Deeply Thankful For Good Financial Lessons Learned
As I sit around the Thanksgiving table each year with my beloved family, I am always thankful for the wholesome, solid good financial lessons my parents and grandparents taught me. Were it not for those lessons and those beautiful people who raised me, I would not likely have the magnificent life and family with which I am so clearly blessed.
The lessons I learned led me into a career path that I truly love in which I do my best to help others become better savers and investors. I practice and pass on the lessons I learned early in life, knowing that not everyone had the same kind of guidance, from the get-go, that I had.
Faith-Based Family Wisdom Handed Down Through The Ages
In honor of the faith-based financial wisdom passed on to me by my parents and grandparents, I share some of the most powerful of those lessons. It is my most sincere hope that you and your loved ones learn something new that will contribute to the creation of a long-term, strong financial foundation. May these lessons – or at least some of them – serve you well.
Whatever you do, give it your best efforts. Others may get the rare lucky break, but you will eventually reap what you sow. 2. Don’t spend more than you make. A simple formula I have used for years is: Give to your Church or the charity of your choice: 10% of what you earn Save and Invest 10% of what you earn Learn to live on 80% of what you earn 3. Pay yourself first. If your budget prevents you from doing so, Re-examine your priorities. 4. Have a rainy-day fund so you don’t have to borrow money or raid your Retirement Income Funds for emergencies. 5. Remember, we all eventually reach retirement age. The sooner you start saving and investing for those days, the more financial security you will enjoy. 6. Investing is a long-term game. Create a plan on your own or with a financial advisor and stick to it. Fund it month after month in good and bad times. Trying to time the market is for gamblers, not serious Retirement Investors. 7. Accumulating money for the future is more about having a systematic method of adding money regularly to a diversified basket of proven winners than investing “at the right time” or trying to find that elusive “hot stock”. 8. People don’t plan to fail. They just fail to plan which leads to failure. If you are too busy to plan for your financial future nobody will do it for you. Be responsible.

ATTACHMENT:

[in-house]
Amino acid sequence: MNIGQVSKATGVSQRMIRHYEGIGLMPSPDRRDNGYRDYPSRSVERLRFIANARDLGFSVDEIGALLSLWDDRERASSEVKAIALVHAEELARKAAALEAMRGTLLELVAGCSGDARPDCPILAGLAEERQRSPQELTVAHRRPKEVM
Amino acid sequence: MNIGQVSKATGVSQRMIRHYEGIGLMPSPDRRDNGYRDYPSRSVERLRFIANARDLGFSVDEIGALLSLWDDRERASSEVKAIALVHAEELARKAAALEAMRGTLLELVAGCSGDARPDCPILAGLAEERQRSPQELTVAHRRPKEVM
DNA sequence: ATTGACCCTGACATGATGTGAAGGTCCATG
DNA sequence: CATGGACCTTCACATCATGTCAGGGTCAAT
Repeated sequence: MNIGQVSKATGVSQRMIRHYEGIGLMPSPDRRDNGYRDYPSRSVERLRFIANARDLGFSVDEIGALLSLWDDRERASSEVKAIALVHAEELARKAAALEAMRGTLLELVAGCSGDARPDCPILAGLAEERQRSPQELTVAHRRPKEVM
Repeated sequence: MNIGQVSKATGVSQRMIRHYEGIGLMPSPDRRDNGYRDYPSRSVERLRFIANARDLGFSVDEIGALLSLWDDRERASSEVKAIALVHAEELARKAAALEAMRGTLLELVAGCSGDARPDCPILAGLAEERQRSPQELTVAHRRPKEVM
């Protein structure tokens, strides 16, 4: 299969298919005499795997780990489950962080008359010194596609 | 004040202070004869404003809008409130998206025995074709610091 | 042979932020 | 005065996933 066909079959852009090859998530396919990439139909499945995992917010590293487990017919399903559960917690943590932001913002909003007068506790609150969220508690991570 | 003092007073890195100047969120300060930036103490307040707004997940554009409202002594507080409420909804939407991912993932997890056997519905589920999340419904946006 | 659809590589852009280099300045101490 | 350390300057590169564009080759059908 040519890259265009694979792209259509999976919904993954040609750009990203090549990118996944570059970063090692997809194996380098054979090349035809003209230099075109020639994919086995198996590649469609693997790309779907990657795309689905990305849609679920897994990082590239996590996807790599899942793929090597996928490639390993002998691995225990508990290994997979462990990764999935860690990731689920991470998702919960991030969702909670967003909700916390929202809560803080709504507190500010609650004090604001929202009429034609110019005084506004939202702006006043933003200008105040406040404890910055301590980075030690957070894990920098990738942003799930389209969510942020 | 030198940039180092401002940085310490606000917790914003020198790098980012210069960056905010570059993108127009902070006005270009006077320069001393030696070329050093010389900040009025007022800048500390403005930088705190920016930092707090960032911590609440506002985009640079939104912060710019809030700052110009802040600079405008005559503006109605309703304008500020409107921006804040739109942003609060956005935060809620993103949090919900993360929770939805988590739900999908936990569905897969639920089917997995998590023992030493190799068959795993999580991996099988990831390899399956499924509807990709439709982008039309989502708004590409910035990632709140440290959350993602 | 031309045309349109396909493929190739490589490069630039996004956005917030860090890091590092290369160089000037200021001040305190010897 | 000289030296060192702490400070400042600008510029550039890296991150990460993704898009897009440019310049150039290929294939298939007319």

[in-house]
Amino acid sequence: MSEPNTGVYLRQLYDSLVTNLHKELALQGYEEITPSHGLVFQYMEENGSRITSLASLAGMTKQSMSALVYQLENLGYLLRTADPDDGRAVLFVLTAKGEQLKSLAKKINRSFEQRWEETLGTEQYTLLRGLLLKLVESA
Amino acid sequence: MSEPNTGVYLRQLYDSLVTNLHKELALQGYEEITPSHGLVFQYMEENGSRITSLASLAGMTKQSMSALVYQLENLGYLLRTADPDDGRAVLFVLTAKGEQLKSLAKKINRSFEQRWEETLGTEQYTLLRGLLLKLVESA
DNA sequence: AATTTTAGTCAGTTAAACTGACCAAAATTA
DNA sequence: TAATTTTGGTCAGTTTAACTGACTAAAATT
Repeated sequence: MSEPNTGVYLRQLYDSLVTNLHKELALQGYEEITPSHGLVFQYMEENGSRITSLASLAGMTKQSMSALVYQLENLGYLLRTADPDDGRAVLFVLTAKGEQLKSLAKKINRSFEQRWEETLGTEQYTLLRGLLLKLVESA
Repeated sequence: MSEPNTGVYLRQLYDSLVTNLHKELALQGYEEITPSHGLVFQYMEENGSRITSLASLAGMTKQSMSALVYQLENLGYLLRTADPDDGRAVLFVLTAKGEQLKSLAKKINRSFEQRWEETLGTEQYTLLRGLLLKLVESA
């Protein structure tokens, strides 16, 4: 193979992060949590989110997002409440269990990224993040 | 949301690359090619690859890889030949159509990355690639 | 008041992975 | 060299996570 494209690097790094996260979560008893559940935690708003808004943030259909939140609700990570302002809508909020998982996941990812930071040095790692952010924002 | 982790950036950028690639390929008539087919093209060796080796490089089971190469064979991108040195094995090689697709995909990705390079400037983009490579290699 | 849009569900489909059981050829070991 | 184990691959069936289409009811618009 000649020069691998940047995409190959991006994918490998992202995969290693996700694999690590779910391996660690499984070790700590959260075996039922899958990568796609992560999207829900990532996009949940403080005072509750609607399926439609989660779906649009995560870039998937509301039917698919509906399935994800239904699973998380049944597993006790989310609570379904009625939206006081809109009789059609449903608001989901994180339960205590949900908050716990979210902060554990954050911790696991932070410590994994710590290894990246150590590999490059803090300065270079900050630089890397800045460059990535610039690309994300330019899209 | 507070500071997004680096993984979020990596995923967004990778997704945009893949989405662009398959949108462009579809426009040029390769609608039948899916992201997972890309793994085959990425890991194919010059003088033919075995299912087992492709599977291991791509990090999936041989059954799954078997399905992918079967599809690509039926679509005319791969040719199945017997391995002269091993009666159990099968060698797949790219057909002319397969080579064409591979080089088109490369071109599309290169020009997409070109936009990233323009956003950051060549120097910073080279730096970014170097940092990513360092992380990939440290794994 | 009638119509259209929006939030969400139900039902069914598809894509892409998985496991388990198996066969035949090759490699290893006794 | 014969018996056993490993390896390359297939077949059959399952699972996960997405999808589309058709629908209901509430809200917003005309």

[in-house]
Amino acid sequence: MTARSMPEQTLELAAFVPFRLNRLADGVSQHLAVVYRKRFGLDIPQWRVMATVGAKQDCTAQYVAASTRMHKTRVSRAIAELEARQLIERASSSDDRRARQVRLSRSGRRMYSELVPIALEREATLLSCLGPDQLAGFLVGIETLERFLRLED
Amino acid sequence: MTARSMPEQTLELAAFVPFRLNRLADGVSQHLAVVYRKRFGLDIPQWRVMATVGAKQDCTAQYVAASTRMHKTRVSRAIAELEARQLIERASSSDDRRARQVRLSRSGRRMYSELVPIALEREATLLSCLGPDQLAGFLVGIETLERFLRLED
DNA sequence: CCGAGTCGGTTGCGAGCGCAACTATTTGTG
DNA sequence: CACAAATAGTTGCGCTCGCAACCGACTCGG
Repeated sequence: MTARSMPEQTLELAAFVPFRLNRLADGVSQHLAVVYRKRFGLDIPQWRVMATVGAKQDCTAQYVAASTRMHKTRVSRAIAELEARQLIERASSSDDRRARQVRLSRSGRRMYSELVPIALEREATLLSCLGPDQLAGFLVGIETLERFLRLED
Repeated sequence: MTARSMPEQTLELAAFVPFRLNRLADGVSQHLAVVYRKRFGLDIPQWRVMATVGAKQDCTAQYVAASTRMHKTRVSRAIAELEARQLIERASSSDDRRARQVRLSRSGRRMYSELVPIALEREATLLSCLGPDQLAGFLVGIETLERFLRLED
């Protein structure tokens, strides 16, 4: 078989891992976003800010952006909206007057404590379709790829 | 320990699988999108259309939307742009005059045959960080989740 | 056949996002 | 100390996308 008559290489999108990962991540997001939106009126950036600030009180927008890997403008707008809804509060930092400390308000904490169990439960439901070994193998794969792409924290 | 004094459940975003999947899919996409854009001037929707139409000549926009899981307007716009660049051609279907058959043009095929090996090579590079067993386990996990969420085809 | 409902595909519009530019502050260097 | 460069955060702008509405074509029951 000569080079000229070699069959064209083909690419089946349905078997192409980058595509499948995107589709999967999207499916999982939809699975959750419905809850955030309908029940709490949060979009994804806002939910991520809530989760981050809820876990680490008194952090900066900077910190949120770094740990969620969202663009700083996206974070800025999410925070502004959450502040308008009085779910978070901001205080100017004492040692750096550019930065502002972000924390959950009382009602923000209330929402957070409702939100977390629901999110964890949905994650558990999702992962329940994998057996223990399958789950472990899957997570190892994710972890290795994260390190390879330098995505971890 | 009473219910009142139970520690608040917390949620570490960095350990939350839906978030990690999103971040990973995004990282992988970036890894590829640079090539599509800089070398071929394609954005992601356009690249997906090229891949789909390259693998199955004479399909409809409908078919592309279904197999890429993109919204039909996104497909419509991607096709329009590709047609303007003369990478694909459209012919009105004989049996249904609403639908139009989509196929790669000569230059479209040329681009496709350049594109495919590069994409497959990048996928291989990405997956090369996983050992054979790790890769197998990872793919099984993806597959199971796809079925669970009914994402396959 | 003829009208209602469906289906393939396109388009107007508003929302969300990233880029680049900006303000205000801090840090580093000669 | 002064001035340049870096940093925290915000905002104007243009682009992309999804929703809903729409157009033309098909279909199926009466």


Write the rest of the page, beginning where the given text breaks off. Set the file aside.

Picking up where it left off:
Another important lesson I learned along the way is to be grateful for all the goodness in life. I am thankful for my life, the people in it, the comforts, the joys, the trials and tribulations, the friends and acquaintances, the clients and colleagues I work with on a daily basis. It seems the more grateful I am the more richness I am served. These life lessons that I learned early in life from the Bible, my Parents, Grandparents, and others whom cared about me have allowed me to continue doing work that I love. I know I am prepared for a financially secure retirement and I love helping others feel the same sense of security.
May you and yours have a blessed Thanksgiving.